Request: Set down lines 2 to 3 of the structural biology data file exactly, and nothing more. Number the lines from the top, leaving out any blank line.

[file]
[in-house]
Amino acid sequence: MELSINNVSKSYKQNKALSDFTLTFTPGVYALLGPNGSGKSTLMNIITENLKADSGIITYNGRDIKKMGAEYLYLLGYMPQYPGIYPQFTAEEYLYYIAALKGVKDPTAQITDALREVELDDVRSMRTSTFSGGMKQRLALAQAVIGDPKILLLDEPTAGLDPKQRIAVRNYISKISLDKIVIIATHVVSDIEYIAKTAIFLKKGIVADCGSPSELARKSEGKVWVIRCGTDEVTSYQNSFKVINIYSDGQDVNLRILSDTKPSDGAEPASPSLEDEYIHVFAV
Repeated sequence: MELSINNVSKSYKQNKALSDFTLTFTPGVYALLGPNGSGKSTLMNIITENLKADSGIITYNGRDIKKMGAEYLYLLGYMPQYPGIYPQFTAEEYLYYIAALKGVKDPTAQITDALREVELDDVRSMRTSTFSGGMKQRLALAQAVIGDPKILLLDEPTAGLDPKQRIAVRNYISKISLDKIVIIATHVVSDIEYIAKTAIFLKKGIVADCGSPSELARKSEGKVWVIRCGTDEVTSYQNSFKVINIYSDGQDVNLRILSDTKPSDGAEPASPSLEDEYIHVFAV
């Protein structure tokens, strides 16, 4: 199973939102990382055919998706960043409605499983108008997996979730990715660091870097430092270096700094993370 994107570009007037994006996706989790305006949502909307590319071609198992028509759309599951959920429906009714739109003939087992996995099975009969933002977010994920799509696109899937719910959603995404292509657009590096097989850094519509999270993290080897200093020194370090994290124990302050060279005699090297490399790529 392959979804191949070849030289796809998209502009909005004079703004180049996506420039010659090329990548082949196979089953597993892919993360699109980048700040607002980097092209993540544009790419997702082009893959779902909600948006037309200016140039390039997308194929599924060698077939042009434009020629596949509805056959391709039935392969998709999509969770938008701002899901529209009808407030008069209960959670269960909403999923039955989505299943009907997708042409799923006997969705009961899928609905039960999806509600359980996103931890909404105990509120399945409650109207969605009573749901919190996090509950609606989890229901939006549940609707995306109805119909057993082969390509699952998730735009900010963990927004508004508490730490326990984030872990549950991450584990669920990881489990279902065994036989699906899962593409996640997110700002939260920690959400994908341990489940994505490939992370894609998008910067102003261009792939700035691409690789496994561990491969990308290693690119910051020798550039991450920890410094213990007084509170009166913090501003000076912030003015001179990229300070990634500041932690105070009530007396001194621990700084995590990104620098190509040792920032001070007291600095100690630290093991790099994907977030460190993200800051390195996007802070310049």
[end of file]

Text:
Amino acid sequence: MELSINNVSKSYKQNKALSDFTLTFTPGVYALLGPNGSGKSTLMNIITENLKADSGIITYNGRDIKKMGAEYLYLLGYMPQYPGIYPQFTAEEYLYYIAALKGVKDPTAQITDALREVELDDVRSMRTSTFSGGMKQRLALAQAVIGDPKILLLDEPTAGLDPKQRIAVRNYISKISLDKIVIIATHVVSDIEYIAKTAIFLKKGIVADCGSPSELARKSEGKVWVIRCGTDEVTSYQNSFKVINIYSDGQDVNLRILSDTKPSDGAEPASPSLEDEYIHVFAV
Repeated sequence: MELSINNVSKSYKQNKALSDFTLTFTPGVYALLGPNGSGKSTLMNIITENLKADSGIITYNGRDIKKMGAEYLYLLGYMPQYPGIYPQFTAEEYLYYIAALKGVKDPTAQITDALREVELDDVRSMRTSTFSGGMKQRLALAQAVIGDPKILLLDEPTAGLDPKQRIAVRNYISKISLDKIVIIATHVVSDIEYIAKTAIFLKKGIVADCGSPSELARKSEGKVWVIRCGTDEVTSYQNSFKVINIYSDGQDVNLRILSDTKPSDGAEPASPSLEDEYIHVFAV